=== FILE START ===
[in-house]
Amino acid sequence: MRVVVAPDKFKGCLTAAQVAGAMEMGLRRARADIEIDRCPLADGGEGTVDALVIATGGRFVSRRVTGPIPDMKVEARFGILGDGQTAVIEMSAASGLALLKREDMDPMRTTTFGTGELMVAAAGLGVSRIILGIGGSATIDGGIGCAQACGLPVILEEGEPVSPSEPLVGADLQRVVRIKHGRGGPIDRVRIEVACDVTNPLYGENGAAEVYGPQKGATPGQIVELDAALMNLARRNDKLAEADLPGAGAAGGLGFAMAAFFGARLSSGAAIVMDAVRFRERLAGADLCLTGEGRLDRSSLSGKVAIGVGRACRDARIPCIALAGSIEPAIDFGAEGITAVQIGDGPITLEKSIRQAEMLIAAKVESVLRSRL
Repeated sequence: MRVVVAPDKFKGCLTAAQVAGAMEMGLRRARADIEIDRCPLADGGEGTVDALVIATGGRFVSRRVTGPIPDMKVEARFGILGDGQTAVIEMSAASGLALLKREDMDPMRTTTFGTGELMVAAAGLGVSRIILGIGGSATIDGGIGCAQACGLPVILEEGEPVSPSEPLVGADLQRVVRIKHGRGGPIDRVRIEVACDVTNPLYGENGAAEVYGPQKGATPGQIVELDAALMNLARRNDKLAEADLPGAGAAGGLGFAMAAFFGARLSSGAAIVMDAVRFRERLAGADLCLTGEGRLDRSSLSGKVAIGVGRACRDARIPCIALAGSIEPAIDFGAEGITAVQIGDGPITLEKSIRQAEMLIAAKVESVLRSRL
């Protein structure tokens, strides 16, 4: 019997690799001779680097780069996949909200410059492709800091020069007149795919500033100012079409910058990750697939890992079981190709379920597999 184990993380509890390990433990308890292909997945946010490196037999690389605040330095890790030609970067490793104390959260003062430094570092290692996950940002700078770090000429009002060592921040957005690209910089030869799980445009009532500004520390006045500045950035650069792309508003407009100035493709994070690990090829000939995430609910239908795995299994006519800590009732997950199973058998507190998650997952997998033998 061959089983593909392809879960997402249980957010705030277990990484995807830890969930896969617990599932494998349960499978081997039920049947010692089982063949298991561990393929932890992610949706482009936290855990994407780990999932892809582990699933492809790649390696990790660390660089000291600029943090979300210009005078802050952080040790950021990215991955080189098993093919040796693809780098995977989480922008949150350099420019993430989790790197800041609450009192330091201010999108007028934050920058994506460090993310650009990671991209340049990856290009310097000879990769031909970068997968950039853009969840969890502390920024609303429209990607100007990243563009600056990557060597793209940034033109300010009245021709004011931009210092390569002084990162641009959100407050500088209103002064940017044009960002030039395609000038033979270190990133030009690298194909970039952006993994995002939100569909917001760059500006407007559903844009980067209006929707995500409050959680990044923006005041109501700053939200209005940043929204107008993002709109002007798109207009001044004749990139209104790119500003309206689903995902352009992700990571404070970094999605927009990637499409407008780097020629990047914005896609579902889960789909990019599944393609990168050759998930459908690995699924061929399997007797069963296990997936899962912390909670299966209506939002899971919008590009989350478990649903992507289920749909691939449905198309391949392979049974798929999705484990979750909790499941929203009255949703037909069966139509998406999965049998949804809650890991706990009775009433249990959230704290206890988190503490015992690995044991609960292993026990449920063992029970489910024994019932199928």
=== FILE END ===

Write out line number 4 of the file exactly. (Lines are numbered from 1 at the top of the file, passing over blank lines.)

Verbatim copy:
């Protein structure tokens, strides 16, 4: 019997690799001779680097780069996949909200410059492709800091020069007149795919500033100012079409910058990750697939890992079981190709379920597999 184990993380509890390990433990308890292909997945946010490196037999690389605040330095890790030609970067490793104390959260003062430094570092290692996950940002700078770090000429009002060592921040957005690209910089030869799980445009009532500004520390006045500045950035650069792309508003407009100035493709994070690990090829000939995430609910239908795995299994006519800590009732997950199973058998507190998650997952997998033998 061959089983593909392809879960997402249980957010705030277990990484995807830890969930896969617990599932494998349960499978081997039920049947010692089982063949298991561990393929932890992610949706482009936290855990994407780990999932892809582990699933492809790649390696990790660390660089000291600029943090979300210009005078802050952080040790950021990215991955080189098993093919040796693809780098995977989480922008949150350099420019993430989790790197800041609450009192330091201010999108007028934050920058994506460090993310650009990671991209340049990856290009310097000879990769031909970068997968950039853009969840969890502390920024609303429209990607100007990243563009600056990557060597793209940034033109300010009245021709004011931009210092390569002084990162641009959100407050500088209103002064940017044009960002030039395609000038033979270190990133030009690298194909970039952006993994995002939100569909917001760059500006407007559903844009980067209006929707995500409050959680990044923006005041109501700053939200209005940043929204107008993002709109002007798109207009001044004749990139209104790119500003309206689903995902352009992700990571404070970094999605927009990637499409407008780097020629990047914005896609579902889960789909990019599944393609990168050759998930459908690995699924061929399997007797069963296990997936899962912390909670299966209506939002899971919008590009989350478990649903992507289920749909691939449905198309391949392979049974798929999705484990979750909790499941929203009255949703037909069966139509998406999965049998949804809650890991706990009775009433249990959230704290206890988190503490015992690995044991609960292993026990449920063992029970489910024994019932199928």